Ella Loudon plays the orphaned, drowned and marooned maiden who is found by the sea captain whose ship she traveled on before an accident sunk it along with her twin brother, Sebastian.  Donning his clothes which miraculously survived, she becomes the boy Cesario from scene two onward. (S)He finds employment with Duke Orsino who uses the lad's appeal as a go-between with Olivia never thinking that Cesario could possibly appeal to a sophisticated woman. Once again, there's the plight in the plot.


Orsino is played by the romantic actor Bryce Michael Wood. Wood has an understated method of showing misery at the loss of his lady's love. And when the presumed lost Sebastian shows up wearing the exact same outfit as his disguised sister Viola, the plot thickens like pea soup left standing. Shakespeare's comedies of "error" play out as they must and in the case of this one, in this edition, some of those errors are corrected by misplacing a few explanatory lines and worse, by a few needed confusions of interest that don't play on, or play out as they should. 

Bryce Michael Wood as Orsino; Gregory Boover as Feste, Ella Loudon as Cesario; Photo: Daniel Rader

The physical show has a beauty to it, the costumes by Govane Lohbauer being the finest design element on the stage. The set, already discussed here, by Christina Tedesco is lovely but sort of pointless. Deb Sullivan's lighting design is terrific if often a bit dark for a comedy, but the show has its dark, tragically comic moments such as the trial of Malvolio which is the only set design moment that didn't work at all for me or any of my thirty adult students (the reason I saw the show earlier than anticipated). Missed moments for me included the transition of interest for Orsino from Olivia to Viola (and is that a shift of the letters game, or what?) leaving the ending a bit hard to grasp.  There is so much to love in this production and so much to question, but as I noted up top, its better to have an answer before you ask too much.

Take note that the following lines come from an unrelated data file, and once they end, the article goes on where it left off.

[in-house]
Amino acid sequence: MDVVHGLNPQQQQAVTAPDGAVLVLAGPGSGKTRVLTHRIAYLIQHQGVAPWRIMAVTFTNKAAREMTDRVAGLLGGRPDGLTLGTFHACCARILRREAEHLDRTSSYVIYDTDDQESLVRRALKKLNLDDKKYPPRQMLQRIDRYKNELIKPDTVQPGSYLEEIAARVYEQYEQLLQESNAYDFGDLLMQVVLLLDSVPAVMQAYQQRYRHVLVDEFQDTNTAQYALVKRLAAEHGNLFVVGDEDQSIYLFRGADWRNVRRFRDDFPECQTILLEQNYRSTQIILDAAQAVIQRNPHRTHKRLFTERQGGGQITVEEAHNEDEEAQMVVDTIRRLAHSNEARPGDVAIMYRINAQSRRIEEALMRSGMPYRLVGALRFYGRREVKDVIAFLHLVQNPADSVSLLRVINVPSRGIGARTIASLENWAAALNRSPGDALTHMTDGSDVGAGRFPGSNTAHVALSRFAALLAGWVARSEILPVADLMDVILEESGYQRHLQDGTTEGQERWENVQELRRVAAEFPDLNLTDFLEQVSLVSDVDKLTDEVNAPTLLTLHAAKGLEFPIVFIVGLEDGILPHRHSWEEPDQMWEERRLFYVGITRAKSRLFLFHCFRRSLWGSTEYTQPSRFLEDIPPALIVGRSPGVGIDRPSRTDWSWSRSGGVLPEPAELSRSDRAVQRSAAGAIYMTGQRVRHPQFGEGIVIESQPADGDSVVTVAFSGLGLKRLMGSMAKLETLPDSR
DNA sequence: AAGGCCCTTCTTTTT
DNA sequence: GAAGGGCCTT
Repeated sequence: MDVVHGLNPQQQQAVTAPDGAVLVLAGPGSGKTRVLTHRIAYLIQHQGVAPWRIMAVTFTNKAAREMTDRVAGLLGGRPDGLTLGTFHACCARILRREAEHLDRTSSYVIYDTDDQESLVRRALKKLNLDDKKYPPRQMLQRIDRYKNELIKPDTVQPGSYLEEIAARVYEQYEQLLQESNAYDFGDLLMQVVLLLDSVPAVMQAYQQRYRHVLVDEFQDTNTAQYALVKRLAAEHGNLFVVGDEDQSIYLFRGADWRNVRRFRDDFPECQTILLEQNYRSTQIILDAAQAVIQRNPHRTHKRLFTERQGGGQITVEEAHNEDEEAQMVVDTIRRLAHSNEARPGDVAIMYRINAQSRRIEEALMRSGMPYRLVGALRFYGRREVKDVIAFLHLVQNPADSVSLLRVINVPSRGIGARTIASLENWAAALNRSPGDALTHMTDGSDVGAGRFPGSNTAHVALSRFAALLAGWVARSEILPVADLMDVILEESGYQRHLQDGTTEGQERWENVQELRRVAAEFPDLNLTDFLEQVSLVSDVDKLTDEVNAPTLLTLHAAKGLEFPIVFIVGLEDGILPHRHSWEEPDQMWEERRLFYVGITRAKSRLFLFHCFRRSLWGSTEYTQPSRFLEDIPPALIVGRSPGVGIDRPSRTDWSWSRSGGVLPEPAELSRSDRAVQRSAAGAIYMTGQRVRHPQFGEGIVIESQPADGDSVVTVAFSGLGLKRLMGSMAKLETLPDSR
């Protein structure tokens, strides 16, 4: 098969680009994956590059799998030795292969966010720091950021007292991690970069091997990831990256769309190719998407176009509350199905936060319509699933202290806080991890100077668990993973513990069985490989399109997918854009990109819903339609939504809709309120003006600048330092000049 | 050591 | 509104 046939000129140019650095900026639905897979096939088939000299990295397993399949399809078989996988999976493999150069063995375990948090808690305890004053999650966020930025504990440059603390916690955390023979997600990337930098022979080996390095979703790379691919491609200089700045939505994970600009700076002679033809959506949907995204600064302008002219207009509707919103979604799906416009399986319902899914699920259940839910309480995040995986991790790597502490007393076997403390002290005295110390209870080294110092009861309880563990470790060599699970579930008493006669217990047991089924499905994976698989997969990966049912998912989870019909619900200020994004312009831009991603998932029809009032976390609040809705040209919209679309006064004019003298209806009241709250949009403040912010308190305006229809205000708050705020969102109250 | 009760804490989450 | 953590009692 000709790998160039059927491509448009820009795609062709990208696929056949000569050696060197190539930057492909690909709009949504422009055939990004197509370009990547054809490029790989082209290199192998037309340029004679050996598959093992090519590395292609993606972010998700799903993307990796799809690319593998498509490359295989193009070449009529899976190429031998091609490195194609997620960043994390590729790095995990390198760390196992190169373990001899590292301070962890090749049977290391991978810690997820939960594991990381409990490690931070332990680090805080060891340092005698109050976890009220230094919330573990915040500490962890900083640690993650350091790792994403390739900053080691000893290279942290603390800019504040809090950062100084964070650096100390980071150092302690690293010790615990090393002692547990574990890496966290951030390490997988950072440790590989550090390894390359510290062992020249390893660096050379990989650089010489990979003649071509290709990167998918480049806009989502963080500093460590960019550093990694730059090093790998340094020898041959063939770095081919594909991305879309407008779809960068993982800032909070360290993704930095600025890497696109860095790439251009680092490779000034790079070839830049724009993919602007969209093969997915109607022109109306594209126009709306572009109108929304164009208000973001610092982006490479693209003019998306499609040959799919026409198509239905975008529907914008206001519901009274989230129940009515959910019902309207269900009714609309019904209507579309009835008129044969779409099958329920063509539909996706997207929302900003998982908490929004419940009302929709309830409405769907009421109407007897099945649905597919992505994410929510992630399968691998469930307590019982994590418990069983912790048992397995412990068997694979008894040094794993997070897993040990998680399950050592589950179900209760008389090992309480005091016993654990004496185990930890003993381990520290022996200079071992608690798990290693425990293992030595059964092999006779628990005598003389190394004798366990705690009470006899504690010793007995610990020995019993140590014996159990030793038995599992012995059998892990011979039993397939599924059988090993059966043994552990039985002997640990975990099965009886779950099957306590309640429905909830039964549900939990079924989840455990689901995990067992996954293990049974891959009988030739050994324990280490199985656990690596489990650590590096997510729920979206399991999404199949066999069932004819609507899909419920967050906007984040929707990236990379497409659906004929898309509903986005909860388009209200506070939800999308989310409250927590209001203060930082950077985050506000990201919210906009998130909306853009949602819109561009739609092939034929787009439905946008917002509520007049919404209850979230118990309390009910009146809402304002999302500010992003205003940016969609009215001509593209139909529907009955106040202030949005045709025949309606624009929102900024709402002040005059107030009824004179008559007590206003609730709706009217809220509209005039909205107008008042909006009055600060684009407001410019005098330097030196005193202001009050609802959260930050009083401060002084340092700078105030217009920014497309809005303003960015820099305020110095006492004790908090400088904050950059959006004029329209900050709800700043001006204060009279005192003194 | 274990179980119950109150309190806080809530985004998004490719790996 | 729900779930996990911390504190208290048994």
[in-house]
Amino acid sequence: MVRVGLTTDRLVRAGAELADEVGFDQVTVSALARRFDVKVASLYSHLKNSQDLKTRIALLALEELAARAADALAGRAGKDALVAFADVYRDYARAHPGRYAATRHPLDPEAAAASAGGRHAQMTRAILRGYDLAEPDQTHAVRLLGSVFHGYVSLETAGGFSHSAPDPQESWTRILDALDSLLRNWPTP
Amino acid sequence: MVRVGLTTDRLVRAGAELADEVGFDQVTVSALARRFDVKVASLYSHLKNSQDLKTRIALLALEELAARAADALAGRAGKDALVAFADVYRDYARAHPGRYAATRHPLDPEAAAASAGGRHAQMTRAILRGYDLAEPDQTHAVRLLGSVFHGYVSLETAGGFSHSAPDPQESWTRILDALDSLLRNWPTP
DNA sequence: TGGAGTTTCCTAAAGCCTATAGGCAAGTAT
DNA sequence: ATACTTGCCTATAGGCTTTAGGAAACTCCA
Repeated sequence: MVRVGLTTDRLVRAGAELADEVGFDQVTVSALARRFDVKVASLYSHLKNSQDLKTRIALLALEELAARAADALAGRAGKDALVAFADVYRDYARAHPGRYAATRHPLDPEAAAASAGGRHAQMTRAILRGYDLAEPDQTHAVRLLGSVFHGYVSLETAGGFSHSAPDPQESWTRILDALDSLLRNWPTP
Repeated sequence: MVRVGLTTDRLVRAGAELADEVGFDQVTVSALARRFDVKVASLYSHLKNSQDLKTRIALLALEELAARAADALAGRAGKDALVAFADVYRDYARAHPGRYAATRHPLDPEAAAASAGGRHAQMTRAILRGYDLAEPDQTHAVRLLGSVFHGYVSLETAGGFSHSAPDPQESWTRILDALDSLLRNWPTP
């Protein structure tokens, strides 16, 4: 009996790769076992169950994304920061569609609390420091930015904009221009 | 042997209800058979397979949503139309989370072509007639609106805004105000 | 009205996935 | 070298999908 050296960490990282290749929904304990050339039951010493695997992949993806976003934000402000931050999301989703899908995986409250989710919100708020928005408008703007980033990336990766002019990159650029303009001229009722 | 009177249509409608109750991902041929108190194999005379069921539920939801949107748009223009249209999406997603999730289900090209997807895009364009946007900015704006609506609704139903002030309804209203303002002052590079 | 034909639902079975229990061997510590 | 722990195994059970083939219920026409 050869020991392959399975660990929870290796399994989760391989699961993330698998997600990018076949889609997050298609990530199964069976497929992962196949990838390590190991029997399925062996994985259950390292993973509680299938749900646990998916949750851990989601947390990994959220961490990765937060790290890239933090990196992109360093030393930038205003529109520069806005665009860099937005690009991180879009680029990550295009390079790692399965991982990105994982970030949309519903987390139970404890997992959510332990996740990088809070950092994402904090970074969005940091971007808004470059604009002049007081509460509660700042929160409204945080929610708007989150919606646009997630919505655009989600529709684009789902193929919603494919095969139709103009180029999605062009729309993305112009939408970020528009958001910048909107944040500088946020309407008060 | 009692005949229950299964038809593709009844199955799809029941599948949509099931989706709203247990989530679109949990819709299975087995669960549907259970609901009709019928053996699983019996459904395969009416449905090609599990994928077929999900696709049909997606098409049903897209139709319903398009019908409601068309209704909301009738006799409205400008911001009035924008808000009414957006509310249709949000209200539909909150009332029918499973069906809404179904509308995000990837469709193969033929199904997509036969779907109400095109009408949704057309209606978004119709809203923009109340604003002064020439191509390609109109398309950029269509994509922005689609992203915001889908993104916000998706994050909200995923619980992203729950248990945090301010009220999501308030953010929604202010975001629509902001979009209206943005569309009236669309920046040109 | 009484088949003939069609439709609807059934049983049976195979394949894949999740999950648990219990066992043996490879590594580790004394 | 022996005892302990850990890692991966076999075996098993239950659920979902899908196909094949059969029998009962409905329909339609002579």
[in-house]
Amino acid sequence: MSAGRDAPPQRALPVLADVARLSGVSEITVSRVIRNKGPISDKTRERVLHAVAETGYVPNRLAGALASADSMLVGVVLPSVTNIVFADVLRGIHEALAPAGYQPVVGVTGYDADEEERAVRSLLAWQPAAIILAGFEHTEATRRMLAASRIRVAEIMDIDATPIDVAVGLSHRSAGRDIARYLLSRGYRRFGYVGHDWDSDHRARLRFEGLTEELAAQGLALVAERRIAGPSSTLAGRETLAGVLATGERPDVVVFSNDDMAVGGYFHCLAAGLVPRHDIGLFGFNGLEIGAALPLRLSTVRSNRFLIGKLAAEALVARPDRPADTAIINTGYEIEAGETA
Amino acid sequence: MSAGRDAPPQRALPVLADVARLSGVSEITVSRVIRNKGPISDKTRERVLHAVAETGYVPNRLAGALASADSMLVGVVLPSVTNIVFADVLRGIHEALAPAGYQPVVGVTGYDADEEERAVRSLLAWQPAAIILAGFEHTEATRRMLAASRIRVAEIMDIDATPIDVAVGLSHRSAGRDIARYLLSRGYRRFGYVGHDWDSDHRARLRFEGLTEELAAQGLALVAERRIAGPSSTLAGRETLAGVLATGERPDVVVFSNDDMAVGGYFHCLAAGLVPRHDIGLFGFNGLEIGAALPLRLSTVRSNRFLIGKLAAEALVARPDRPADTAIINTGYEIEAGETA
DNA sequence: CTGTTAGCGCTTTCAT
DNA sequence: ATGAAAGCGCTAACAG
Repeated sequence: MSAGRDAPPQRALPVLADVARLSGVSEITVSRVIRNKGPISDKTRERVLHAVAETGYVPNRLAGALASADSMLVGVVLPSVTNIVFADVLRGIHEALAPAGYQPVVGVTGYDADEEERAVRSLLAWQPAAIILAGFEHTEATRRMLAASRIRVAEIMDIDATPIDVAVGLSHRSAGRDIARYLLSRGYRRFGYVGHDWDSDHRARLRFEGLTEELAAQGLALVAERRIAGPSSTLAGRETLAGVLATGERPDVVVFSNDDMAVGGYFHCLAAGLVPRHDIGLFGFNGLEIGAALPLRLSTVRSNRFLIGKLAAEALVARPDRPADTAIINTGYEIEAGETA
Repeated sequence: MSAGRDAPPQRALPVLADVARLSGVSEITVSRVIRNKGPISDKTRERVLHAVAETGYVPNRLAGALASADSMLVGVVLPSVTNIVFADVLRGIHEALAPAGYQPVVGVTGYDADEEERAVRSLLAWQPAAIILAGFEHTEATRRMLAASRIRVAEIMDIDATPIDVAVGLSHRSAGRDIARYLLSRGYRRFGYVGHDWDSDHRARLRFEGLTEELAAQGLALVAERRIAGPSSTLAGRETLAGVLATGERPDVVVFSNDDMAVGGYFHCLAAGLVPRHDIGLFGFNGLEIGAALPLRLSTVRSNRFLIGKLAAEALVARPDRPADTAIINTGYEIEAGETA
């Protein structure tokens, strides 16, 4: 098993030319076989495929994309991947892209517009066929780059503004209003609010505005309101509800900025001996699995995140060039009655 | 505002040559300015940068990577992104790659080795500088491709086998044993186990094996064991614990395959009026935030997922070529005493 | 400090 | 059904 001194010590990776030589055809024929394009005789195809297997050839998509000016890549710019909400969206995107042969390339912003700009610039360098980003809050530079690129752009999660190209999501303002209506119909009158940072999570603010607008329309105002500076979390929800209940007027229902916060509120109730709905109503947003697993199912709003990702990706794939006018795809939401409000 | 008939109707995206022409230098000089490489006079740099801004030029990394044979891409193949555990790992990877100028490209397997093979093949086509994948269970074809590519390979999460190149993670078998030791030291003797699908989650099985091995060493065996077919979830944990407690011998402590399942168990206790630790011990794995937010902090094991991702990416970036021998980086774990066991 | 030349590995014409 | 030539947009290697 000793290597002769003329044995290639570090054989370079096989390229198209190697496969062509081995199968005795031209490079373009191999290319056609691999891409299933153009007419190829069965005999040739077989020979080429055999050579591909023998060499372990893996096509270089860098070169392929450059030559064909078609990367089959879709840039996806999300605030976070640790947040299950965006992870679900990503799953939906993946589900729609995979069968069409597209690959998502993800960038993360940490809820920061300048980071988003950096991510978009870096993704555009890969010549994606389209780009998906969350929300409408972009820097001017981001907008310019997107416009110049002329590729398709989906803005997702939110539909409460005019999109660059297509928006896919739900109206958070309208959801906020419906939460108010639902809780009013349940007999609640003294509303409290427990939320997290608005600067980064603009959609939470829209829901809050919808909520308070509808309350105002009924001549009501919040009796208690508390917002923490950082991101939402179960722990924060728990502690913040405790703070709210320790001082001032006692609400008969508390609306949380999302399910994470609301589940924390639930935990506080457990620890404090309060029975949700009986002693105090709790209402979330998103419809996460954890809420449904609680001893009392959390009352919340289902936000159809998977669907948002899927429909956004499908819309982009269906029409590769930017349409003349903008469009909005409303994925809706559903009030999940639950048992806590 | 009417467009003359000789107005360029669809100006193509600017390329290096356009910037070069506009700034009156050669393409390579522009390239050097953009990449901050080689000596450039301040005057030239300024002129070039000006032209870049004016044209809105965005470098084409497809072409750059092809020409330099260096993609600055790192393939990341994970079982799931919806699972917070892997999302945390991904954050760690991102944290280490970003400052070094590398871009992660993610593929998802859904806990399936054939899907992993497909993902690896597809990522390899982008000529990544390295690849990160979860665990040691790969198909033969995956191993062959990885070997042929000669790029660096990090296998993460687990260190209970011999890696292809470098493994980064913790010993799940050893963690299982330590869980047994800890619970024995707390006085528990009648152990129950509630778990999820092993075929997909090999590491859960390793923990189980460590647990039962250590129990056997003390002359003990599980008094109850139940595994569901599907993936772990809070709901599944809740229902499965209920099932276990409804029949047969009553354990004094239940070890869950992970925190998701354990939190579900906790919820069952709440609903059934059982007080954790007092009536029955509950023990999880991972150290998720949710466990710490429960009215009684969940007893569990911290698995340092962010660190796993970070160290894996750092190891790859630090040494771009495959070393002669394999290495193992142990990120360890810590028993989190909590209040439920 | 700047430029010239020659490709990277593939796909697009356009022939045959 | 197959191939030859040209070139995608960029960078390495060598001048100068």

We have to thank Artistic Director Allyn Burrows for all of this, the production, the questions and the made-up answers, the choices the actors have made and the ultimate levels of individual responses to one of The Bard's brilliant comedies.


+  07/11/19  +

Twelfth Night plays on the Tina Packer Stage at Shakespeare and Company, 70 Kemble Street, Lenox, MA through August 4. For information and tickets go to www.shakespeare.org or call the box office at 413-637-3353.